Higher education and access to employment have affected refugee women in complex ways that are not necessarily positive. Rising educational provisions for women bring individual aspirations that family and community may block; male unemployment may force women into low-paid jobs that do not enhance their status; social change tends to increase conflict within and between families; as men's role of providing for the family is weakened they become more sensitive to loss of honour, more prone to violence. The conventional development narrative of improvement through education and employment is questioned here. Yet, paradoxically, and despite daily hardships and occasional tragedies, women's resourcefulness in dealing with their situation emerge clearly in this study.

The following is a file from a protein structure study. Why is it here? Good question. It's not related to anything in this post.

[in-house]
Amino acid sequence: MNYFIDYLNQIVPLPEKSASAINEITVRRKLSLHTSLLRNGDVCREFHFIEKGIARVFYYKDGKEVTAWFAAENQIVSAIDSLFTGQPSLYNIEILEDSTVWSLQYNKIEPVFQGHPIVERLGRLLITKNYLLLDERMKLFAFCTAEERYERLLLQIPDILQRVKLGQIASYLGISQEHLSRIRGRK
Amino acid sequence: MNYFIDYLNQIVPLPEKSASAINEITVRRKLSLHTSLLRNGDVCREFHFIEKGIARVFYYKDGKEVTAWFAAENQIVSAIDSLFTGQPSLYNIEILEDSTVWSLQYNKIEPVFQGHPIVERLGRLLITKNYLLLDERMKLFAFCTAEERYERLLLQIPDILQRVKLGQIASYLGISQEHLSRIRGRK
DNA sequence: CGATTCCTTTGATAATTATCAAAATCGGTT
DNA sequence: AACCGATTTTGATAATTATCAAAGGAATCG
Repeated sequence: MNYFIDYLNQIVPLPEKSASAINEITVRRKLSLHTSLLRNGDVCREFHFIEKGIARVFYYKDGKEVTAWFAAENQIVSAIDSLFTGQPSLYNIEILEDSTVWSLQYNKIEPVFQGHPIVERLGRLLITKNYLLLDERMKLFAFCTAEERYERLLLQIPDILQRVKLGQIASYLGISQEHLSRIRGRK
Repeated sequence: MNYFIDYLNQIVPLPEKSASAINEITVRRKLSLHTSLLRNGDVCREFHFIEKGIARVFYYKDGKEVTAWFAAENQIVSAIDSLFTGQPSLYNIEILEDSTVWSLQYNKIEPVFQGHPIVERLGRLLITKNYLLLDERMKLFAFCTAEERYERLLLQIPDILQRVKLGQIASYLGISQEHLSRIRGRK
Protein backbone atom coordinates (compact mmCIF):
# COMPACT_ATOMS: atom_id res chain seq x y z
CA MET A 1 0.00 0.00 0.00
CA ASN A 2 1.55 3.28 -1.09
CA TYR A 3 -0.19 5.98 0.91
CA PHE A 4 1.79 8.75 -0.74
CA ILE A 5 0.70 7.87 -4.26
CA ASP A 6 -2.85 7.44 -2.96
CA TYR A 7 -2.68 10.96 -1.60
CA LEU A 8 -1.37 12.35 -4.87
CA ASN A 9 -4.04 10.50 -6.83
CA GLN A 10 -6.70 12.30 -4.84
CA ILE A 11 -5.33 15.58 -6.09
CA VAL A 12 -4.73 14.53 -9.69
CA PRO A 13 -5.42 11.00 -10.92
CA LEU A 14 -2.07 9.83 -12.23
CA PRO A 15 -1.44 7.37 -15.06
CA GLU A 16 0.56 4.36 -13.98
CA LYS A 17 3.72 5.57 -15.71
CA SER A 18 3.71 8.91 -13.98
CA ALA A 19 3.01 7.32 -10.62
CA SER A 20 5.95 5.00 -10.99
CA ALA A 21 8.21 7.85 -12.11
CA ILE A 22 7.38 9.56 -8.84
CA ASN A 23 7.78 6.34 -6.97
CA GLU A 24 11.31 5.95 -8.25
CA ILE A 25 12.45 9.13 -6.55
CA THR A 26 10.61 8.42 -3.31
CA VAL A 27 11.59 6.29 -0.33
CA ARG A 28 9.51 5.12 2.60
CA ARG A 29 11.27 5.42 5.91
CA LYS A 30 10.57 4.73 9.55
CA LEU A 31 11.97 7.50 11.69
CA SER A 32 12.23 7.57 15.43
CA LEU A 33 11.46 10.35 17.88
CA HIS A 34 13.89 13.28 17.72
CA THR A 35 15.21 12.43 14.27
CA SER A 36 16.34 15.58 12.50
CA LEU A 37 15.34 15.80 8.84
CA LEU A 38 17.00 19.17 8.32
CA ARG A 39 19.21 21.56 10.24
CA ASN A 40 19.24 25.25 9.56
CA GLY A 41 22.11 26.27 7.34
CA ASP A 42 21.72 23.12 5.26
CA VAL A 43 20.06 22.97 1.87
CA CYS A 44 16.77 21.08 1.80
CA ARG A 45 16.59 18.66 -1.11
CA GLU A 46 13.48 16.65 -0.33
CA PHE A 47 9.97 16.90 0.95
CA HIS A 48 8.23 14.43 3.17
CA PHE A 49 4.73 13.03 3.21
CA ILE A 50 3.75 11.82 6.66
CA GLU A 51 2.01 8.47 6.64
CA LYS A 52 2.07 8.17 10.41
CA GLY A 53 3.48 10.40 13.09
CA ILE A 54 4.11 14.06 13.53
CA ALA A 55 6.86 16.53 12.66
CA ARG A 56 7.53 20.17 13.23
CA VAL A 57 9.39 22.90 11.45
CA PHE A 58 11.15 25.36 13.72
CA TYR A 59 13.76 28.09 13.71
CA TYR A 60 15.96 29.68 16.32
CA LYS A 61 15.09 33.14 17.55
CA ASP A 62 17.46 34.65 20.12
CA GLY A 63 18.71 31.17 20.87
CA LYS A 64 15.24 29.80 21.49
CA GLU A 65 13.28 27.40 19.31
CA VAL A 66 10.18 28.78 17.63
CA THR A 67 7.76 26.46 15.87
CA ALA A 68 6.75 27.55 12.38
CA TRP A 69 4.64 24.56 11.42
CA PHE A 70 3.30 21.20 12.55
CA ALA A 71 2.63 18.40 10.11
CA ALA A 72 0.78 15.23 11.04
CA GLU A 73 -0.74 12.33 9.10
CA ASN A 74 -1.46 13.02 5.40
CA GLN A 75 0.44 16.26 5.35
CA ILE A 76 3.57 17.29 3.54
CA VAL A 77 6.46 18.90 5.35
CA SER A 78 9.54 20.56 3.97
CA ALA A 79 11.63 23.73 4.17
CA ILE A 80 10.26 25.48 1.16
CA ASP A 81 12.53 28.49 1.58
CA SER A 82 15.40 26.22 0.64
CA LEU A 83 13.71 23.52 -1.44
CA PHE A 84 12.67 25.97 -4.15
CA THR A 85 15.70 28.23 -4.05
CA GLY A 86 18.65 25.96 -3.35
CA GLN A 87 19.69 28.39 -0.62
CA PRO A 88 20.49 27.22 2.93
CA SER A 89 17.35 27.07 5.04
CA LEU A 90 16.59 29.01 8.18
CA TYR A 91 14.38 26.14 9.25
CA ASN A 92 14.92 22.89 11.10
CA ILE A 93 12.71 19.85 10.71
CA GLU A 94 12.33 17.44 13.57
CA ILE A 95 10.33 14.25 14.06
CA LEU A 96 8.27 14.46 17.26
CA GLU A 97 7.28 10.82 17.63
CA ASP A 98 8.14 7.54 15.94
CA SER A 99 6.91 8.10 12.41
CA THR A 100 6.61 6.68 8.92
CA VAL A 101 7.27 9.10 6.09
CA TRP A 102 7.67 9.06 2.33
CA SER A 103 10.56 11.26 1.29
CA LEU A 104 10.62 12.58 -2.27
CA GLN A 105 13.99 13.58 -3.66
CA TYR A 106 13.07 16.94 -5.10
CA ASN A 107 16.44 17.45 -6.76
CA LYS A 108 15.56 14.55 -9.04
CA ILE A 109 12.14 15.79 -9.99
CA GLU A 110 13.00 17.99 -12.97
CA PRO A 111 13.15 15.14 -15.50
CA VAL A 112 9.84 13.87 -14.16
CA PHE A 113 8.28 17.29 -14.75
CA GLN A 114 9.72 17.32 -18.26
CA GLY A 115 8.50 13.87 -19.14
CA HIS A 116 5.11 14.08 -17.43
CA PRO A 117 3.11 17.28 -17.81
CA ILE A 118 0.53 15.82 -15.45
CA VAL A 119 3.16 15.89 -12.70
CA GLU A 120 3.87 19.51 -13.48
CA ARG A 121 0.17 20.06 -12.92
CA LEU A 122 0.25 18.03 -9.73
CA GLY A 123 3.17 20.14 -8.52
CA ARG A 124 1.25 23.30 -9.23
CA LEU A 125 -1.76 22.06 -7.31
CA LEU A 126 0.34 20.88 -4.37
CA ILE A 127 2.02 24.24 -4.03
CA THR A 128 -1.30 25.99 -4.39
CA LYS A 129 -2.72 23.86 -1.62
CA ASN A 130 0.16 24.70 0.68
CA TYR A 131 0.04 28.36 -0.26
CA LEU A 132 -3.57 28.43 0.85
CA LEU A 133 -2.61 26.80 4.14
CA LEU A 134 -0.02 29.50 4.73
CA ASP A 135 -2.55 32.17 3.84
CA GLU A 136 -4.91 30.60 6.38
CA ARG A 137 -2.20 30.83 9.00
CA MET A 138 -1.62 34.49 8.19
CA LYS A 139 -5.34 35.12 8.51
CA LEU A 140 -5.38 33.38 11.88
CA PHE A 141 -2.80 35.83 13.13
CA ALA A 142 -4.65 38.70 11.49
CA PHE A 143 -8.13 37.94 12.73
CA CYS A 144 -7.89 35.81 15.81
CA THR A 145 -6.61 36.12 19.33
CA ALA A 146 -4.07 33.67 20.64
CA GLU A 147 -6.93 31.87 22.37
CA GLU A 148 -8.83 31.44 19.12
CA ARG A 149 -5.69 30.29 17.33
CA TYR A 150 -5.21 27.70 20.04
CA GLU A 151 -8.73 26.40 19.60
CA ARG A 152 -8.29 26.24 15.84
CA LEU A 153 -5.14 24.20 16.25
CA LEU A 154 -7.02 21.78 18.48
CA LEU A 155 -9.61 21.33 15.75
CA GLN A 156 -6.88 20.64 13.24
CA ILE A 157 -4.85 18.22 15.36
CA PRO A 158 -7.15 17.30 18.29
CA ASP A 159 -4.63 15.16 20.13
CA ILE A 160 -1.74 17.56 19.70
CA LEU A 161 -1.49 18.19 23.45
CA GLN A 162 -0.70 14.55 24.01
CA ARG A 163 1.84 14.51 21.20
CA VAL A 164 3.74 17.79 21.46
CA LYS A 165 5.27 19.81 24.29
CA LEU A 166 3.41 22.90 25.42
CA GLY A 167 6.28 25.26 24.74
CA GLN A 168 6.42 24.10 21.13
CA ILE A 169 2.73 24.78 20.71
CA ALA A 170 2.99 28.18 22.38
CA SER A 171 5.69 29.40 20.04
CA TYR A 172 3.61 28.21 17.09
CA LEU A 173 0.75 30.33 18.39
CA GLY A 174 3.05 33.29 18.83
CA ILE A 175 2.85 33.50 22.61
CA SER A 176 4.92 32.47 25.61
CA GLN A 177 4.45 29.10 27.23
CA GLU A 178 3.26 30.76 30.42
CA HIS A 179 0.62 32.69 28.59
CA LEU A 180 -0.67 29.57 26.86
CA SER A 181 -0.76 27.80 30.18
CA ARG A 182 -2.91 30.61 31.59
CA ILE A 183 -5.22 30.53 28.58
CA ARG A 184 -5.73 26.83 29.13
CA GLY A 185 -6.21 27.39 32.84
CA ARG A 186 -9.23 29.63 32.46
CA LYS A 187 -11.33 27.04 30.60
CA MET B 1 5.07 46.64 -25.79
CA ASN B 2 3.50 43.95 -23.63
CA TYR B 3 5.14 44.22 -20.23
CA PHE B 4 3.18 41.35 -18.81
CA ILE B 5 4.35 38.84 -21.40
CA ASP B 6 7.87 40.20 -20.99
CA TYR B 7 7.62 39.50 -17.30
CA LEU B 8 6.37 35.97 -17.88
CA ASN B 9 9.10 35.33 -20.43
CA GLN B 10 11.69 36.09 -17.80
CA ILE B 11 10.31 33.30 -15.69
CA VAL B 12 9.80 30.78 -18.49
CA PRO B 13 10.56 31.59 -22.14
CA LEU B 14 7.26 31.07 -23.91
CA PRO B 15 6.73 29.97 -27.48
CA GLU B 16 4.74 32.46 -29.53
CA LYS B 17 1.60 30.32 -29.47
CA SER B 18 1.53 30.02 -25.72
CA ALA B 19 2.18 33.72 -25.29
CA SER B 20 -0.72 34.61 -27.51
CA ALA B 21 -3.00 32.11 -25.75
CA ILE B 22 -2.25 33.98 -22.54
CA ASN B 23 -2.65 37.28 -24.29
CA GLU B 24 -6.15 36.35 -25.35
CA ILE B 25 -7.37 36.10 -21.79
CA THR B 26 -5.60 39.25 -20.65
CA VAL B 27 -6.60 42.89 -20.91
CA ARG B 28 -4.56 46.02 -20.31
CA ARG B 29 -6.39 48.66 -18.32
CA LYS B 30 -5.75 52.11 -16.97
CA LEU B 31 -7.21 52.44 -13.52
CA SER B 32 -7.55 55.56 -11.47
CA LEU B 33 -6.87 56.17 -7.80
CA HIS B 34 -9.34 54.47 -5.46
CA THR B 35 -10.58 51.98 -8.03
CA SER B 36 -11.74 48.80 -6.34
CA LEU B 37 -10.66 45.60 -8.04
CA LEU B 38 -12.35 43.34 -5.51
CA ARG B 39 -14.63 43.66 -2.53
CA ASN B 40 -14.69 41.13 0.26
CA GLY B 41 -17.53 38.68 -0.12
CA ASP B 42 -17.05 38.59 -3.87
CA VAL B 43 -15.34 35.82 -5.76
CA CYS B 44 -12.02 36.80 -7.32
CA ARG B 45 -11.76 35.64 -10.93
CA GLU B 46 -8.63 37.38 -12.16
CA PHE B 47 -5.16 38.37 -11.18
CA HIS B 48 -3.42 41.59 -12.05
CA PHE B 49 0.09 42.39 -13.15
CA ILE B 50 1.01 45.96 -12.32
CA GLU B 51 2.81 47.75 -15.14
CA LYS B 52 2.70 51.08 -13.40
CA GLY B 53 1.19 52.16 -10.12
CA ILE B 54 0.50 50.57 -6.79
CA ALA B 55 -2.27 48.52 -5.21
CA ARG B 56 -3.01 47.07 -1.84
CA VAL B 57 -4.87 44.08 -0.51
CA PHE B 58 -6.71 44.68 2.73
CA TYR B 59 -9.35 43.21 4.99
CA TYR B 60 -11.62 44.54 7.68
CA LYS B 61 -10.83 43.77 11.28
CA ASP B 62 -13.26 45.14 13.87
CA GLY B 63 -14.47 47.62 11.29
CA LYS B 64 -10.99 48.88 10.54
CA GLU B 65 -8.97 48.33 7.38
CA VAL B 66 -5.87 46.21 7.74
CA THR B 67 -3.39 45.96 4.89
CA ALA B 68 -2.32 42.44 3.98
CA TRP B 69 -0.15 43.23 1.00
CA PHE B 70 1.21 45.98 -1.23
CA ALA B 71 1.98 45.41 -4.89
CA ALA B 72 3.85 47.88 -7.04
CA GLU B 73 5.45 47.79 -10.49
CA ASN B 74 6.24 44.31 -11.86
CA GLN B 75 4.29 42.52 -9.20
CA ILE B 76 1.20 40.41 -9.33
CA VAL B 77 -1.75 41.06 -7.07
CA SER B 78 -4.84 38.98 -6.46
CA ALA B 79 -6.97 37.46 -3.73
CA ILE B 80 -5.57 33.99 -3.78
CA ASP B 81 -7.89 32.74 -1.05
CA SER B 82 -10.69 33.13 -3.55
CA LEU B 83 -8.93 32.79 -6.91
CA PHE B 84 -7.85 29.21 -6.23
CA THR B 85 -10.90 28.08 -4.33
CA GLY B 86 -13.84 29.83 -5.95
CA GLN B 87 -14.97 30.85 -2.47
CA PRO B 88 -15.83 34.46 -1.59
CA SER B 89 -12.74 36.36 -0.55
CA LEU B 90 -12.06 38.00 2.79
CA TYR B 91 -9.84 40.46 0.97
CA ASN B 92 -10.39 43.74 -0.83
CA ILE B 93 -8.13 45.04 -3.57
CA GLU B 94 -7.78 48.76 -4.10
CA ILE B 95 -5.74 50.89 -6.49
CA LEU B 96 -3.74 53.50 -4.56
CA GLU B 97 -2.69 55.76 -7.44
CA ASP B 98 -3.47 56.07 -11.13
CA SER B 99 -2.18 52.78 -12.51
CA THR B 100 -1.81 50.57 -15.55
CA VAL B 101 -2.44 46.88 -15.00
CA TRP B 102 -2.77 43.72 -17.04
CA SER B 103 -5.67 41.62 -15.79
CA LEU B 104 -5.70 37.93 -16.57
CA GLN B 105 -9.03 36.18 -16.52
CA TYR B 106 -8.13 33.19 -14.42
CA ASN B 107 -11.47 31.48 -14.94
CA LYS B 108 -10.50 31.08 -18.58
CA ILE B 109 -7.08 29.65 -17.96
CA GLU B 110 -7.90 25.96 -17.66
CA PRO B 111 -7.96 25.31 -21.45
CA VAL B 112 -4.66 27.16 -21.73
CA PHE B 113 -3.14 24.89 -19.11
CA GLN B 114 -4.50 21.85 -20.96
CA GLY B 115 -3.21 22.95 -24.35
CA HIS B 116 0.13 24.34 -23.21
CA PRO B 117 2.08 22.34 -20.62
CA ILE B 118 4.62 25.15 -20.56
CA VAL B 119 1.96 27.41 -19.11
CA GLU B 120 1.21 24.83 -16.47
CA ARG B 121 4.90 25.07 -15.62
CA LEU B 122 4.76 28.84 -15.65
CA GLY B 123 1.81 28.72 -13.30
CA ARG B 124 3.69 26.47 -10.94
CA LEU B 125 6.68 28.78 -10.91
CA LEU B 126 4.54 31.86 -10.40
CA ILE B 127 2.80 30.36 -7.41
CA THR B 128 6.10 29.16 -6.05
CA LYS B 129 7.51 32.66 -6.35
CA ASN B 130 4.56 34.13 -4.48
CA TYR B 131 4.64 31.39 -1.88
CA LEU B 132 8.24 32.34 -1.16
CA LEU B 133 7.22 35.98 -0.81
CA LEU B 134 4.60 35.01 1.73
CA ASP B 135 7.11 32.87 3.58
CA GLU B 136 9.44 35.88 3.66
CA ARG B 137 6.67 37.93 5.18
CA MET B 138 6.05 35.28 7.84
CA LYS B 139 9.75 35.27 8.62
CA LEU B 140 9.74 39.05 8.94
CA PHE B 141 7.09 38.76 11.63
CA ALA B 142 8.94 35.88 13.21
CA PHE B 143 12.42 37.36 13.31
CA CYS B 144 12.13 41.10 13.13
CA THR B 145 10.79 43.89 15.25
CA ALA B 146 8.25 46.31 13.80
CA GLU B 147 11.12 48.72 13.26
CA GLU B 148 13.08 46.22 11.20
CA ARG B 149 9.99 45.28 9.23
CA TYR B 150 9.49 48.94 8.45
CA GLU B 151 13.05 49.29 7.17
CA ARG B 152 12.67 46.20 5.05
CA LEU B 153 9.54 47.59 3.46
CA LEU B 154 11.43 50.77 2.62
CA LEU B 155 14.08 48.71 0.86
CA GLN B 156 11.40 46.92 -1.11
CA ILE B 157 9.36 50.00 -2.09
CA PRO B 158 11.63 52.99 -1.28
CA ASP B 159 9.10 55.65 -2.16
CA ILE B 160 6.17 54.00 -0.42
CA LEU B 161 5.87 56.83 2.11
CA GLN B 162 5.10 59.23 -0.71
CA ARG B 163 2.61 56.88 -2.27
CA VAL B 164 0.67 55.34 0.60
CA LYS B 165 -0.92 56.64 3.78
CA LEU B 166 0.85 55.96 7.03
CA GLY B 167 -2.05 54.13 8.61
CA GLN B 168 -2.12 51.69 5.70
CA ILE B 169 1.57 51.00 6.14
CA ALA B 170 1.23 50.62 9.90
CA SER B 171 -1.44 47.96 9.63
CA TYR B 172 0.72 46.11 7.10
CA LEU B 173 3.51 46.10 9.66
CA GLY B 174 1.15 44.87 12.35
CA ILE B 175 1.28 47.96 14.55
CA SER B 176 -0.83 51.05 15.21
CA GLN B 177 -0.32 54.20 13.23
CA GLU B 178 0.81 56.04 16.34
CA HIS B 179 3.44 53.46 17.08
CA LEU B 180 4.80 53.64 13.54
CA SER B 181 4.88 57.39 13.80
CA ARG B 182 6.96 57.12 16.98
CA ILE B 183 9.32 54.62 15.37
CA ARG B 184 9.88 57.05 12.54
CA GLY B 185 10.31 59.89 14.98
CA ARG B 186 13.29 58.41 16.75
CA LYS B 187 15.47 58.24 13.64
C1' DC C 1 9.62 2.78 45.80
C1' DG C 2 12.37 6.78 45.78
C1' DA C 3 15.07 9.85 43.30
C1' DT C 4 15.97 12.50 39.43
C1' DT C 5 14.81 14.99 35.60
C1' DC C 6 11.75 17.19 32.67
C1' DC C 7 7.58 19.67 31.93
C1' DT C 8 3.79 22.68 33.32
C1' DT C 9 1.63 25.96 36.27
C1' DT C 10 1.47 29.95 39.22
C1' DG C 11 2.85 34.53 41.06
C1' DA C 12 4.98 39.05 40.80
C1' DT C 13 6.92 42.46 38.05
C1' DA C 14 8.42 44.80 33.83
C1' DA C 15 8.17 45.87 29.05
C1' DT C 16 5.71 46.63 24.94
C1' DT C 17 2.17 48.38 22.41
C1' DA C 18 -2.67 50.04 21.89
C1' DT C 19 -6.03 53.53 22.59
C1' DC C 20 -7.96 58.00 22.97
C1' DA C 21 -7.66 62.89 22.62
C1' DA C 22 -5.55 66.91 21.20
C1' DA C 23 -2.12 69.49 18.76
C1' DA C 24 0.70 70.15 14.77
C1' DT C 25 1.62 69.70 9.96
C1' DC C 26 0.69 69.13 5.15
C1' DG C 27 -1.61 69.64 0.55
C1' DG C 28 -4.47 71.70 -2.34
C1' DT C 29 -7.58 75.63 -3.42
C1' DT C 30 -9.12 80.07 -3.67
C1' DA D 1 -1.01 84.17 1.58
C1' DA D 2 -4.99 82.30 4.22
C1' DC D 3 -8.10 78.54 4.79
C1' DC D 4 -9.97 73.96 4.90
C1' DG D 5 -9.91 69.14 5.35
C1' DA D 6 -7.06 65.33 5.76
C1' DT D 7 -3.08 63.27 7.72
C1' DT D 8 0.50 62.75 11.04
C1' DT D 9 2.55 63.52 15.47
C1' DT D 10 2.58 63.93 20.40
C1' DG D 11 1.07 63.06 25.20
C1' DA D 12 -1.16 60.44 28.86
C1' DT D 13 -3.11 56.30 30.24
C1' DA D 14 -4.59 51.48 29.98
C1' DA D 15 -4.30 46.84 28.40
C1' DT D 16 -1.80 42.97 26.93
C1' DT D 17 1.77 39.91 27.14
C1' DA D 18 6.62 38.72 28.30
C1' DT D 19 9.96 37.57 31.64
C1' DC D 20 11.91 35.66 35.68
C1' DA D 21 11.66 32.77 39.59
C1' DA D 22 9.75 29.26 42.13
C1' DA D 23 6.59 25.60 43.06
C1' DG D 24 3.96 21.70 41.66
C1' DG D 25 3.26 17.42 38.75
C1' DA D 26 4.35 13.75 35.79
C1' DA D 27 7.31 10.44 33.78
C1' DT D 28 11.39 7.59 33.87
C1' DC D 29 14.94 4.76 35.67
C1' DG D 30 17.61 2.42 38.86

On the basis of these multiple data sources, Abdallah suggests that Palestinian refugee women are practising a ‘popular feminism’ that they have created outside any women's movement, a feminism without slogans, concealed rather than revealed by women's discourse. ‘Popular feminism’ takes three main forms: (i) rejection of marriage, and of re-marriage after divorce or widowing; (ii) insistence on bringing up children without kin interference; and (iii) the formation of women's support networks. This proposal provokes important questions: Can ‘popular feminism’ outlast the conditions that have given rise to it? How can it be developed and deepened? Abdallah's study is valuable precisely because it moves beyond the idea that ‘progress’ for Arab and Muslim women can only be achieved through organized women's movements and legal reform.

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© Feminist Review 2010

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  • Rosemary Sayigh